Caro Meets Theatre Interview

Emily Woof: Blizzard

By | Published on Friday 3 May 2024

Emily Woof lit up the Edinburgh Fringe back in the nineties with a trilogy of one-woman shows, and last year returned to the Scottish capital for the first time in more than 20 years with ‘Blizzard’, which – entirely unsurprisingly – won a lot of acclaim. 

A lot happened in between, of course, as the writer and actress became a well known star of stage and screen before stepping back to focus more on writing – including the creation of a number of highly regarded novels – and theatre. 

The show, created by and starring Emily, and directed and dramaturged by Hamish McColl, begins a run at Soho Theatre this week. I spoke to her to find out more. 

CM: Can you start by telling us about the premise of the show? Who is it about? Does it tell a story?
EW: This show is about a married couple who are like chalk and cheese. She loves to dance. He is a rational-minded scientist. Will these two misfits ever find a common language? 

The story – yes – it’s about how the husband becomes ill on the eve of an important conference in Switzerland and so he asks his wife to go on his behalf.

Reluctantly she agrees, and when she gets there, things start to unravel. Her clothes become reluctant to be seen in public. A mind-blowing adventure ensues involving philosophy, science, dance, sex, Nietzsche, loss and natural disaster!

CM: What themes are explored through the show? Is it funny?
EW: Yes it is funny. I think so. I hope so. It’s about philosophical stuff but in a comic, surreal and poetical way. It’s a show for the heart, the mind and the soul. And yeah there are some belly laughs in there.

CM: I’ve heard other people talking about how clever this show is. Can you explain why they think that? 
EW: I’m not very clever at explaining to be honest!

I think it’s because it’s a piece that has been devised and we took some philosophical principles as a starting point – like dualism – which is basically – opposites – you know, or seeming opposites like – good/bad, human/animal.

But it’s really just a long shaggy dog story.

CM: What was the inspiration for this? What made you want to create a show with this topic, these themes? 
EW: So I’d been researching some neuroscience and some philosophy. I was doing a PhD actually – which was a big old excuse to write a new novel – but on the way I went down some real intellectual rabbit holes!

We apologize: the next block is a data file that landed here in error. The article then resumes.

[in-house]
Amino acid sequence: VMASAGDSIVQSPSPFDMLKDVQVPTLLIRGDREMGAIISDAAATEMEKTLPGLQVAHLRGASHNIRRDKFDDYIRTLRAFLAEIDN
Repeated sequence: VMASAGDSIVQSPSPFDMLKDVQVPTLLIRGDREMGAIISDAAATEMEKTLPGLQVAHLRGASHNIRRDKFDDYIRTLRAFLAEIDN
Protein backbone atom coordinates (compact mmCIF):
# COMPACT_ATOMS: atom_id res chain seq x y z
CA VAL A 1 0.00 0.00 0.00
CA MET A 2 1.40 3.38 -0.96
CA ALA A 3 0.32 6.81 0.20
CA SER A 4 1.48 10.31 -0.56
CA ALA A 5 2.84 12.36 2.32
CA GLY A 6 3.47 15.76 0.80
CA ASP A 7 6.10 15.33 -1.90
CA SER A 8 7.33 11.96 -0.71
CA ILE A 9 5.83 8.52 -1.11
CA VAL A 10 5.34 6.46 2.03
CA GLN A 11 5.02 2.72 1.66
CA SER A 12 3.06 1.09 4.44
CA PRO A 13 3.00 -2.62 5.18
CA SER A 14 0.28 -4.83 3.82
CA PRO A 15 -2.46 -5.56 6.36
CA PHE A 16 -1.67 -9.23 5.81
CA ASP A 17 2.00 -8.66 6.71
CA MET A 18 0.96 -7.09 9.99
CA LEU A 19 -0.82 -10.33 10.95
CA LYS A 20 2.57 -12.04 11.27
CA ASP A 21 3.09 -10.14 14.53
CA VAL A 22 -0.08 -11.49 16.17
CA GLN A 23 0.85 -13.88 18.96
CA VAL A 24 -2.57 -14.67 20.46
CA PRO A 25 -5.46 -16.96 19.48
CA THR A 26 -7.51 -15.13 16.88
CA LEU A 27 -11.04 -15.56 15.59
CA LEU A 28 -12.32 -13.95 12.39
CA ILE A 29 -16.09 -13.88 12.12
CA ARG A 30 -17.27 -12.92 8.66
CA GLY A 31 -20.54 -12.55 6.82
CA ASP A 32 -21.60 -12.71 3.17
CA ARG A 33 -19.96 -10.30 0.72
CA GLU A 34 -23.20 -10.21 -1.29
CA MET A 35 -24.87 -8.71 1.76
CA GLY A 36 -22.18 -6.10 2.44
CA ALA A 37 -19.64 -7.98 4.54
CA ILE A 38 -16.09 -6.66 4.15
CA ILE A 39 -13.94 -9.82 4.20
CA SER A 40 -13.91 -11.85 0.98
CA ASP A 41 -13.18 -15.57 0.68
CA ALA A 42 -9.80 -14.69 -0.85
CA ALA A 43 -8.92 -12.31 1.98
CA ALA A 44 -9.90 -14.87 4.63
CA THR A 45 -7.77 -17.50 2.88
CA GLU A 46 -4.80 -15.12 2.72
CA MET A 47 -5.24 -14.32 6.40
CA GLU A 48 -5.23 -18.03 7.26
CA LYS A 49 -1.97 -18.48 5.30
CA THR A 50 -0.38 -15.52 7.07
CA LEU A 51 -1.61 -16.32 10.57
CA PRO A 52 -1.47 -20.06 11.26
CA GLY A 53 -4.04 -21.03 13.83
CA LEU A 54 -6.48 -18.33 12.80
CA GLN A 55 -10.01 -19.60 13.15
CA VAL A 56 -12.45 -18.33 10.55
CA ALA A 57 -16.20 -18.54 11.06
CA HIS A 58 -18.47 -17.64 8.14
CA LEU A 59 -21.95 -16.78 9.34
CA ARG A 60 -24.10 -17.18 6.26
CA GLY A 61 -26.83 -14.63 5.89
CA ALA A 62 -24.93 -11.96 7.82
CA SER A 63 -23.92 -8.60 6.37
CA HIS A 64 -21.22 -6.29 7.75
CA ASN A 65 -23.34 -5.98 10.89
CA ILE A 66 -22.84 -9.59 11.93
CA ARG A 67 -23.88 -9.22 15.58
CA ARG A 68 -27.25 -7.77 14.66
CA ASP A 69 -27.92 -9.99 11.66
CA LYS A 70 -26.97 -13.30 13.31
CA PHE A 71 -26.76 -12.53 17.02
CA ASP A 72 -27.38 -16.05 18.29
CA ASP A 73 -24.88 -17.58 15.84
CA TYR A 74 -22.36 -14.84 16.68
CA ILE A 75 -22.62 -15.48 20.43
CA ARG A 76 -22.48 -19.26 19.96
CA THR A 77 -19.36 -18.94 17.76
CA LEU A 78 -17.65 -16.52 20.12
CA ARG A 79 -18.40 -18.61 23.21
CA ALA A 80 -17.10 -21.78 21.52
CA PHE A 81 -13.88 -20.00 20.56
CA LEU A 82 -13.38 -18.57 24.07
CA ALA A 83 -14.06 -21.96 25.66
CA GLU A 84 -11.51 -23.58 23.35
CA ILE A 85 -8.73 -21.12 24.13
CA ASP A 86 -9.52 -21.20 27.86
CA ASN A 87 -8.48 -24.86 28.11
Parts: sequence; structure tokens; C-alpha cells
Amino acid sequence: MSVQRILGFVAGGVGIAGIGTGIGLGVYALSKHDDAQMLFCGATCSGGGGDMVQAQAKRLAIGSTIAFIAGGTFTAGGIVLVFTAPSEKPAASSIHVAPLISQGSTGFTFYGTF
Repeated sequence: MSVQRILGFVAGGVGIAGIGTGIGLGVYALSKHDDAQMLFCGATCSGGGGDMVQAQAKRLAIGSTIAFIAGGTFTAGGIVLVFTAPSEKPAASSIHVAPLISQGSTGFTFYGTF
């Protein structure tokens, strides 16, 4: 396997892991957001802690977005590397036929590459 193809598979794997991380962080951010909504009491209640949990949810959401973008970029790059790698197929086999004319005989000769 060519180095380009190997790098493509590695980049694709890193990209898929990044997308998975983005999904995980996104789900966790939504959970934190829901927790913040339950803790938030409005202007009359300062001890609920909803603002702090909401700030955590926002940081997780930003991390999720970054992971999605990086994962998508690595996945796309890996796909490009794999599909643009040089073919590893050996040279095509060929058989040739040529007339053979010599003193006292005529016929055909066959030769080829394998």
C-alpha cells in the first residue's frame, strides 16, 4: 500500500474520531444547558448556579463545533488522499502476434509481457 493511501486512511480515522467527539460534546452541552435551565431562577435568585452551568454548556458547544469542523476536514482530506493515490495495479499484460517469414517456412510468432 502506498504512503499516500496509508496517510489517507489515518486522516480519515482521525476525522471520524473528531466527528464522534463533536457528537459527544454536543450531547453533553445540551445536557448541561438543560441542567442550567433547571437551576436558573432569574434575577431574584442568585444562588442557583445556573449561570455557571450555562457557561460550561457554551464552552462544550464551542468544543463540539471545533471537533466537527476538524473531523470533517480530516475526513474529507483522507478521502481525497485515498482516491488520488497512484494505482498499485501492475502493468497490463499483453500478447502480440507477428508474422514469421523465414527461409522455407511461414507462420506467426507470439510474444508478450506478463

Anyway, the show came out of that, plus there was a spot in a venue in Edinburgh that needed filling so I just put it together there and then. It was quite a spontaneous thing.

CM: This isn’t your first solo show, of course. What do you like about performing in this way?   
EW: I like the freedom. I like the story-telling voice. 

CM: Hamish McColl, the director, is also your husband – how does that close relationship affect the dynamic when working together? 
EW: We’ve worked together for years. It’s like having a short-hand. Yeah sometimes it’s a bit mad and fractious – but the great thing is you don’t have to schedule Zoom calls… God, I’m sick of Zooms… 

CM: Many will know you from your work in film, but it feels like maybe writing has become a more important thing for you in recent times, given your more recent success writing novels. Is that the case? And how do those things compare to live performance? Is there any one thing you are most happy doing?
EW: To be honest, writing novels is pretty lonely. I am loving being back in the theatre. I’m sure I’ll go back to books at some point – but for now – this is a ride.

CM: Did you always want to work in the arts? What made you decide to pursue this career, and how did it all begin? 
EW: I started at uni, and never looked back. I was crippled with shyness as a kid – and I was the youngest and smallest in a busy and boisterous family, so I was like a wound up spring – so by the time I got to uni I was ready to burst with whatever self-expression I could muster! 

I am ashamed to say that I have literally never done anything else in my life. I have always either acted, written, or directed in theatre or film.

There were periods when I wanted to give up – having kids meant I stepped back for a while – and also just the strain of generating work is hard, and it’s not easy to make ends meet; in fact – it’s plain terrifying. But I feel really lucky to be in the arts. I don’t know what else I could do to be honest.

CM: What would you say have been the highlights of your career thus far? What aims do you have for the future? 
EW: I had a brief period of being a bit of a movie starlet on the front covers of magazines, which was kind of fun, but also a bit confusing, so I’m not sure that’s a real highlight.

But I love filming. I love being on a set and being part of the “family” of the crew. It’s a great feeling. 

Other highlights: getting my first novel published by Faber & Faber. Landing Juliet in Neil Bartlett’s ‘Romeo And Juliet’. 

CM: What’s coming up next for you after this? 
EW: Very excitingly my new play ‘For Goodness Sake’ will be produced for Soho main house next year. It’s a six-hander, so it feels pretty epic. I’m also writing a new play for three actors and also a new solo piece.

‘Blizzard’ is on at Soho Theatre from 7-25 May, head to the venue website here for all the details and to book your tickets.